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Axure RP; why Figma isn't always the best choice

Joshua Bolder
Joshua Bolder
UX Designer
Laptop with text axure.

There are many design programs on the market with different applications. But which program you choose to build a prototype in often depends on which functionalities are important for your design.

In recent years, Figma has been increasingly used for making prototypes. With its relatively young existence (launched in 2015), the program has quickly reached a large number of users, currently holding a 33.62% market share in collaborative design and prototyping software.

Originally, Figma is a cloud-based UI design and prototyping program with the ability to collaborate on the same design in real-time with different teams. This has made it extremely popular. Despite the image of a very user-friendly tool with many options, we ask ourselves: is Figma the best choice in all cases to create your prototype?

In this article we highlight another program: Axure RP. Axure has been around for a while: the tenth version was recently launched in beta. The program was developed in 2002 when the founders were looking for a better tool to improve software applications by creating wireframes and prototypes. The originally interactive wireframe and prototyping software offers very advanced options to quickly develop a rough idea. Axure allows you to create a very realistic prototype, ideal for user testing.

In the coming paragraphs we will focus on Axure; can it compete with Figma? And what can other prototyping tools learn from? We highlight three features of Axure that set the program apart from the rest: the use of advanced widgets, dynamic panels and condition logic.

The integrated use of widgets for your designs

Figma offers a wide range of building blocks and options to shape a frame the way you as a designer have in mind. Creating buttons, input fields and buttons in a prototype is no longer a complex challenge for the seasoned Figma user. Creations can be made in an instant that can basically respond to the user's actions. Consider, for example, hover and disabled states for buttons or pressing a specific letter on your keyboard to navigate to another frame.

But if your interaction needs extend beyond the above, you may well reach the limit of Figma. Because what if you want an input field to actually offer the option for the user to enter text? Or what if your frame consists of multiple switches (think of radio buttons or checkboxes) where you think it is important that the user should have the freedom to choose which ones they turn on and off? With a prototype you always strive for the closest possible connection to reality and missing these kinds of freedoms can affect the user's testing experience.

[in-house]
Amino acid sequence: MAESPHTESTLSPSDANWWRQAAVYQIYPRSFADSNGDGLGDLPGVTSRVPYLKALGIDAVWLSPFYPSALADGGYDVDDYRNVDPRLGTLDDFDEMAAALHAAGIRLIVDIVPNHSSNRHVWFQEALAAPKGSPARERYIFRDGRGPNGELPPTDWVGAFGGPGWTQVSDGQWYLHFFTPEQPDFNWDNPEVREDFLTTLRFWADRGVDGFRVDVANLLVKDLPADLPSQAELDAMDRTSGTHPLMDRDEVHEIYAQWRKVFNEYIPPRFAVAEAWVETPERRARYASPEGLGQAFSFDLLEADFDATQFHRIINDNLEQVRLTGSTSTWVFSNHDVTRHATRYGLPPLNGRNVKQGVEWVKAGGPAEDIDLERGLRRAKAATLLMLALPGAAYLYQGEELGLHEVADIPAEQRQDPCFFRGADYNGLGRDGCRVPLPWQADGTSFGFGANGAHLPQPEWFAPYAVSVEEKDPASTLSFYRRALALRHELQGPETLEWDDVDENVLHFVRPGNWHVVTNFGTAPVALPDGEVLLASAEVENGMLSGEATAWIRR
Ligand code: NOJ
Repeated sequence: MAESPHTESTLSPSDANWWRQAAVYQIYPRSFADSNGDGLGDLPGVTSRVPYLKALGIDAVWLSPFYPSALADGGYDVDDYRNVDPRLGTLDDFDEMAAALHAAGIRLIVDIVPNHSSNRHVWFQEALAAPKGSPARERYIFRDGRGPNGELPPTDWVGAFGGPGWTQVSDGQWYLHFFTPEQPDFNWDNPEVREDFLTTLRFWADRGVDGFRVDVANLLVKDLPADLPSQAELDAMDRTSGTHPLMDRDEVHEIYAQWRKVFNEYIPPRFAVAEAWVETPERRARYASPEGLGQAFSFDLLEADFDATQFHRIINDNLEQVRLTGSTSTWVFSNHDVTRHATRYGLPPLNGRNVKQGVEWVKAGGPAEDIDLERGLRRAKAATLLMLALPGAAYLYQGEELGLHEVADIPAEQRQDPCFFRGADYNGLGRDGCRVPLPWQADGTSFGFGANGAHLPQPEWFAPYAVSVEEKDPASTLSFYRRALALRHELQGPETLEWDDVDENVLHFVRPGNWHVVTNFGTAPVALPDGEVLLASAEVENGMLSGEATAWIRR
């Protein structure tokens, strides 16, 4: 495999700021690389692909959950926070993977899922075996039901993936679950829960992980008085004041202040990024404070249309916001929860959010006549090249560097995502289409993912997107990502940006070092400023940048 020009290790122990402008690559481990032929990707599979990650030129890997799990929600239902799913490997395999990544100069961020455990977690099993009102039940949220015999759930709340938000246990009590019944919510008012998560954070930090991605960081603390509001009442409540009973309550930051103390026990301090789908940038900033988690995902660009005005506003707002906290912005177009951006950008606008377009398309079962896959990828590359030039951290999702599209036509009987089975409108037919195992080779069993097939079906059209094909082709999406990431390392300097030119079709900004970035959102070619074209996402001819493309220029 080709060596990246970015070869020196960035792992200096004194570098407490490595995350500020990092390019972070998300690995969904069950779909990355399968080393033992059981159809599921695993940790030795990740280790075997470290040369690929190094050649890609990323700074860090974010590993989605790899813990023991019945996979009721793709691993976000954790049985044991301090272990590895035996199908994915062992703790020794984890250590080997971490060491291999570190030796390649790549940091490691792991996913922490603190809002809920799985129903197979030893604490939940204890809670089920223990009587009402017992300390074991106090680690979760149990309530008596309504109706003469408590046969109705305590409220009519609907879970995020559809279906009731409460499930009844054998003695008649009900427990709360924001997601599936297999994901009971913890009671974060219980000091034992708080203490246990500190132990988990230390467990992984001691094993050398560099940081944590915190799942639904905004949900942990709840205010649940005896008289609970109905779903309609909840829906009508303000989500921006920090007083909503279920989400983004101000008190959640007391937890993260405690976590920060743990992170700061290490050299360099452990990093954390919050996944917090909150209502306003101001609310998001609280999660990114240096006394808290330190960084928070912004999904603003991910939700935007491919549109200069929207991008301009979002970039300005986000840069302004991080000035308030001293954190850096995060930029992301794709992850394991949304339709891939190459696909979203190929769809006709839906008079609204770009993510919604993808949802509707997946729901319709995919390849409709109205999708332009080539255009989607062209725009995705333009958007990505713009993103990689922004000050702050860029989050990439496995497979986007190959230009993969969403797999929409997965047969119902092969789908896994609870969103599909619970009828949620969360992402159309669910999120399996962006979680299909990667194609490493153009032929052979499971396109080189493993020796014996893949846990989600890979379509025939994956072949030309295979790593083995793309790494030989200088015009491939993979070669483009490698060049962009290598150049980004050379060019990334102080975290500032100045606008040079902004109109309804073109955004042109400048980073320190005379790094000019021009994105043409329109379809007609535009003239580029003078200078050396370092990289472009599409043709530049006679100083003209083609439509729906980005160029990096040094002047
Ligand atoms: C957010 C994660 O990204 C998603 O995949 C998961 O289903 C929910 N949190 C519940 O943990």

Axure solves this in the form of a feature that does not exist in the same capacity in Figma: widgets. They can be compared to components in Figma, with the big difference that they come with preset values ​​and interactions specific to that component.
They can be compared to components in Figma, with the big difference that they come with preset values ​​and interactions specific to that component.

Een kijkje in de widgets binnen Axure
Een kijkje in de widgets binnen Axure

Let's take the text field as an example: after adding it to your design, it is immediately an interactive object. It changes state (it has a built-in hover, disabled and selected state) and the user can immediately enter text while testing the prototype. In addition, a purpose for the text box can also be chosen. For example, do you want to use it for a password? Then the program automatically changes the input into dots. Does the user need to enter a date? Then the program itself adds a calendar widget.

Een doel voor je tekstveld definiëren binnen Axure.
Een doel voor je tekstveld definiëren binnen Axure.

The same unique functionalities are also present in checkboxes, radio buttons and drop lists, among others. So, for example, are you designing an application form with a range of input fields, radio buttons and checkboxes, so that the user's choice requires you to prototype each choice in a separate frame? Then you may be better off with Axure than with Figma. A user has more freedom in this, without having to design a new path for every possible choice of the user as a designer. Everything fits and is possible on one highly interactive page. So it provides fantastic benefits for both the designer and the user.

Dynamic Panels; components, but slightly different